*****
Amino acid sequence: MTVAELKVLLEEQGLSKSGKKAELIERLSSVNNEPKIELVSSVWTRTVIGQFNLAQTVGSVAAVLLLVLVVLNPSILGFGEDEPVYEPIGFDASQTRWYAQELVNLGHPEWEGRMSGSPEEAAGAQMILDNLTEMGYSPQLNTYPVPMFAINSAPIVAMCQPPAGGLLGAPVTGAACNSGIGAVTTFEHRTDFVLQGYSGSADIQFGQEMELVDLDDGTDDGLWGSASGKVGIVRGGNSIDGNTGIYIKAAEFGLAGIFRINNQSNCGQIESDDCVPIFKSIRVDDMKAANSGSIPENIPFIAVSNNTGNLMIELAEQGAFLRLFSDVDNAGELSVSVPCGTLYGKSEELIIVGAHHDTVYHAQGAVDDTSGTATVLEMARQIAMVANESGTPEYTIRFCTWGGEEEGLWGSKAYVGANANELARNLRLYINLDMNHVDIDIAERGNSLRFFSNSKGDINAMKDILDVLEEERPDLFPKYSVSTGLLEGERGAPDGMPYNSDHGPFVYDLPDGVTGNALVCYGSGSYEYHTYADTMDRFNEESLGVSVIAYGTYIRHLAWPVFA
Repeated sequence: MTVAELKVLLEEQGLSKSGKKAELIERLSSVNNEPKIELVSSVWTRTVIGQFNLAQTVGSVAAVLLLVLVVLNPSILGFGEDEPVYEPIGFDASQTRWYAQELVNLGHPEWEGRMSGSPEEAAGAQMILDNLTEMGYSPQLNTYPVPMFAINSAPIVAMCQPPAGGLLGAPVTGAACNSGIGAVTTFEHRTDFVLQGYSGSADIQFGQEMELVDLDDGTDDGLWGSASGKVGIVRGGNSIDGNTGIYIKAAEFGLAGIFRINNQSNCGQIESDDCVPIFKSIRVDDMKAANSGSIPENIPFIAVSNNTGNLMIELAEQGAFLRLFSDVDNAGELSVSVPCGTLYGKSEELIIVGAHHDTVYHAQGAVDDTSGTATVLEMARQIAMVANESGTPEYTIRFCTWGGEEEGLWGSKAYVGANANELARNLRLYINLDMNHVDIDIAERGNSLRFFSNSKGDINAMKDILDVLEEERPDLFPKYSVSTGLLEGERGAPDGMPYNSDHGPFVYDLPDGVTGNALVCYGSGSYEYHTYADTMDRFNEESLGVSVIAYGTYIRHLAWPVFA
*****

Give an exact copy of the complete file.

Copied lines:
Amino acid sequence: MTVAELKVLLEEQGLSKSGKKAELIERLSSVNNEPKIELVSSVWTRTVIGQFNLAQTVGSVAAVLLLVLVVLNPSILGFGEDEPVYEPIGFDASQTRWYAQELVNLGHPEWEGRMSGSPEEAAGAQMILDNLTEMGYSPQLNTYPVPMFAINSAPIVAMCQPPAGGLLGAPVTGAACNSGIGAVTTFEHRTDFVLQGYSGSADIQFGQEMELVDLDDGTDDGLWGSASGKVGIVRGGNSIDGNTGIYIKAAEFGLAGIFRINNQSNCGQIESDDCVPIFKSIRVDDMKAANSGSIPENIPFIAVSNNTGNLMIELAEQGAFLRLFSDVDNAGELSVSVPCGTLYGKSEELIIVGAHHDTVYHAQGAVDDTSGTATVLEMARQIAMVANESGTPEYTIRFCTWGGEEEGLWGSKAYVGANANELARNLRLYINLDMNHVDIDIAERGNSLRFFSNSKGDINAMKDILDVLEEERPDLFPKYSVSTGLLEGERGAPDGMPYNSDHGPFVYDLPDGVTGNALVCYGSGSYEYHTYADTMDRFNEESLGVSVIAYGTYIRHLAWPVFA
Repeated sequence: MTVAELKVLLEEQGLSKSGKKAELIERLSSVNNEPKIELVSSVWTRTVIGQFNLAQTVGSVAAVLLLVLVVLNPSILGFGEDEPVYEPIGFDASQTRWYAQELVNLGHPEWEGRMSGSPEEAAGAQMILDNLTEMGYSPQLNTYPVPMFAINSAPIVAMCQPPAGGLLGAPVTGAACNSGIGAVTTFEHRTDFVLQGYSGSADIQFGQEMELVDLDDGTDDGLWGSASGKVGIVRGGNSIDGNTGIYIKAAEFGLAGIFRINNQSNCGQIESDDCVPIFKSIRVDDMKAANSGSIPENIPFIAVSNNTGNLMIELAEQGAFLRLFSDVDNAGELSVSVPCGTLYGKSEELIIVGAHHDTVYHAQGAVDDTSGTATVLEMARQIAMVANESGTPEYTIRFCTWGGEEEGLWGSKAYVGANANELARNLRLYINLDMNHVDIDIAERGNSLRFFSNSKGDINAMKDILDVLEEERPDLFPKYSVSTGLLEGERGAPDGMPYNSDHGPFVYDLPDGVTGNALVCYGSGSYEYHTYADTMDRFNEESLGVSVIAYGTYIRHLAWPVFA